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5 TV Homes That Are Actually Real

November 17, 2014 | By

The homes where some of TV’s most iconic characters once lived, ate and, of course, acted are often celebrities in their own right. The Manhattan brownstone in “Sex and the City” is as much of a tourist attraction as the Flatiron Building. The prototypical suburban castles of Don Draper and Ozzie Nelson in the shows “Mad Men” and “The Adventures of Ozzie & Harriet,” respectively, can be seen in person in sunny Southern California (and in the case of the Nelson home, can be had for nearly $5 million).

While nearly all of the onscreen action that took place inside these family homes was filmed on a soundstage, the façades of these homes are hardly the stuff of fiction — and in some cases, have become cultural landmarks.

Here’s a look at some of TV’s most recognizable homes:


1) “Sex and the City” — West Village, New York, NY

The charming Upper East Side brownstone where writer Carrie Bradshaw (played by Sarah Jessica Parker) juggled a chaotic love life with a bustling career and an ever-growing collection of Manolo Blahnik heels in the hit show is not really located in that part of Manhattan. The three-story walkup is actually in the West Village, and it remains a tourist attraction long after the show completed its sixth and final season in 2004.

Tourists love to pose on the brownstone’s stoop and shop at the nearby Magnolia Bakery (also immortalized on the show) — much to the chagrin of the building’s neighbors. Members of the Perry St. Block Association (the street where the brownstone is located) and Community Board 2 successfully banned tour groups from parking buses in front of 66 Perry Street. To keep tourists from posing on their steps, the owners of the brownstone installed a metal chain with a “No Trespassing” sign.

Parker recently caught the ire of the Perry Street Association by staging a photo shoot for her new shoe line on the steps of the home she made famous.


2) “Friday Night Lights” — University Hills, Austin, TX

On the field, Dillon Panthers football coach Eric Taylor roused his young players to overcome impossible odds and to work towards being the best men they could be. Off the field, Coach Taylor, played by actor Kyle Chandler, did his best to be a doting father to his two girls and a loving husband to Tami Taylor, a high school guidance counselor played by Connie Britton.

While the show was set in the fictional town of Dillon, TX, the modest three-bedroom home where the exterior scenes were filmed can be found in Austin, TX. Located in a cul-de-sac seven miles away from downtown Austin, the home also has a garage and a fireplace and is worth an estimated $271,633, according to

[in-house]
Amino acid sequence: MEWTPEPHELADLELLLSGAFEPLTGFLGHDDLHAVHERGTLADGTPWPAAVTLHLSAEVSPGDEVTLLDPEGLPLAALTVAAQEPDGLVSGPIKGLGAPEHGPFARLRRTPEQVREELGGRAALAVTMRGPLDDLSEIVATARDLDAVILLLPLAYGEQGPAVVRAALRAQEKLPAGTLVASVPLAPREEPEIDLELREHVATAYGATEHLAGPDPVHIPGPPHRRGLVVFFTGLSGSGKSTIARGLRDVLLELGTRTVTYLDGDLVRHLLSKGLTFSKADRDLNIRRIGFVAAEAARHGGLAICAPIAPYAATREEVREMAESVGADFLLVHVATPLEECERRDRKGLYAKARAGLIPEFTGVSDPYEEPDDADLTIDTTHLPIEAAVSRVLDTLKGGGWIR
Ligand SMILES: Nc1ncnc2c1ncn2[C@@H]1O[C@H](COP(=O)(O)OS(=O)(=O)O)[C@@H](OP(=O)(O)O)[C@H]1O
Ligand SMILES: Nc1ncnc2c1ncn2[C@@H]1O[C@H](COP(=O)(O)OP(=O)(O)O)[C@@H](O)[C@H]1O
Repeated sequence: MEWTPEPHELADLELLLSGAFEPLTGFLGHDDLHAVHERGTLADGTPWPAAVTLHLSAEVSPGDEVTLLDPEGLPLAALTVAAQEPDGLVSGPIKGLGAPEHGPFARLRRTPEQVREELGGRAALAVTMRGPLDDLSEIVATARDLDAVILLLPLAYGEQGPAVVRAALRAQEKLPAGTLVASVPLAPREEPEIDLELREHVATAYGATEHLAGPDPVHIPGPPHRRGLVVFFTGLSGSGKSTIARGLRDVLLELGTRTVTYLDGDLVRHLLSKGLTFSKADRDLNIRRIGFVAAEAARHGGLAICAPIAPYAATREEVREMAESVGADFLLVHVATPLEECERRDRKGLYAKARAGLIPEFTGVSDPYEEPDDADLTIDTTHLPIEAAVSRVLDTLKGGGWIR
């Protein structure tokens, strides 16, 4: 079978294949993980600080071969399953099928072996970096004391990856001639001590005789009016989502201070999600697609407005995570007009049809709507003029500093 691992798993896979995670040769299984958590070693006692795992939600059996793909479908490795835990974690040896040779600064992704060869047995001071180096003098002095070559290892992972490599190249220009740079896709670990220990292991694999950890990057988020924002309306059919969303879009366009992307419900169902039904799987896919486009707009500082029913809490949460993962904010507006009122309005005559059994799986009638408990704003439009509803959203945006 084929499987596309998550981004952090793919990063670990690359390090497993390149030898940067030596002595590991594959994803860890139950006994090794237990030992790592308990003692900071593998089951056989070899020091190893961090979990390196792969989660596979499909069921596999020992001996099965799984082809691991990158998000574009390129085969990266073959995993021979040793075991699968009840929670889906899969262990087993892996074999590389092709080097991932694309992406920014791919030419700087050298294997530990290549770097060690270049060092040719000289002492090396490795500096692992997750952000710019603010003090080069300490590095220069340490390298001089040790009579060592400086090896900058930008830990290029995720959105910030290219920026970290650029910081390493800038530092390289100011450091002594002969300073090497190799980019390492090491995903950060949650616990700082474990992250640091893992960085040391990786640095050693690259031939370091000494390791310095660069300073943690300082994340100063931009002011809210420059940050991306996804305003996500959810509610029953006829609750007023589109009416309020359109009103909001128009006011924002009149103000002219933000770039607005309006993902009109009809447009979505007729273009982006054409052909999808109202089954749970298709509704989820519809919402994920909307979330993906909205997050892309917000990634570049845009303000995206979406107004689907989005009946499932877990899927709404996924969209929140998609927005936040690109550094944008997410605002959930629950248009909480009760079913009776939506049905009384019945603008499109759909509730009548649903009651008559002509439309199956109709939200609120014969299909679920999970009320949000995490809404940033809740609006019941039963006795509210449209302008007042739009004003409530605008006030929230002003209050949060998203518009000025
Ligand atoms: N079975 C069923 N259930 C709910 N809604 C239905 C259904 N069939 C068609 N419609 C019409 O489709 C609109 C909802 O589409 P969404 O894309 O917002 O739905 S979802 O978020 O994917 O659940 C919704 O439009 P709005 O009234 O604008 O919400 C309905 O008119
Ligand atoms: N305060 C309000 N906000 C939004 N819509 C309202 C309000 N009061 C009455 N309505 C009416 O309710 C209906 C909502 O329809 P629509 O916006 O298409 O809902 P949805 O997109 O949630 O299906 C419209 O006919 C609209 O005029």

3) “Breaking Bad” — Loma Del Ray, Albuquerque, NM

Having your home double as the place where TV’s most notorious meth cooker once tried to make a life with his wife and two children probably isn’t something a real estate professional would typically advise. The fact that Walter White, the criminal mastermind in “Breaking Bad,” lived in a home that was located at the fictional address of 308 Negro Arroyo Lane did little to hide the real home’s address. The single-family home continues to be a tourist attraction, where die-hard fans of the AMC show pose in front of it.

But hats off to Fran and Louie Padilla, the home’s real owners, who in 2013 pledged to never sell. Luckily for the Padillas, most of the nasty action that took place inside the White residence in “Breaking Bad” was really filmed on a soundstage, so agents from the Drug Enforcement Agency aren’t likely to come knocking down their door.


4) “The Adventures of Ozzie and Harriet” — Hollywood Hills West, Los Angeles, CA 

The Colonial-style home of TV’s “First Family” had all the trappings of 1950s Americana, from the spotless green lawn to the cozy den where the Nelson family would gather every night by the TV set. While “The Adventures of Ozzie and Harriet” stopped airing in 1966 after a 14-season run, the real home that served as the façade to the Nelson abode still lives on — and is doing quite well to this day. Located in Hollywood Hills West, the two-story house recently was listed at $4.995 million (after extensive remodeling by interior decorator Kishani Perera). Who knows, maybe it will be the future home of America’s next favorite family?


5) “Mad Men” — South neighborhood, Pasadena, CA

The Draper family may resemble Ozzie and Harriet, but they certainly don’t behave like them. Don Draper, the philandering boozer and advertising mastermind in the TV show “Mad Men,” shared a stately home in Ossining, NY with his then-wife, Betty, to maintain the façade of the paterfamilias of the happy American family (while his wife and children were anything but). The actual home that was used for the exterior scenes wasn’t located in cold Westchester County but in sunny Pasadena, CA, leading one to wonder — had the Drapers lived on the West Coast, perhaps Don wouldn’t be such a grump.




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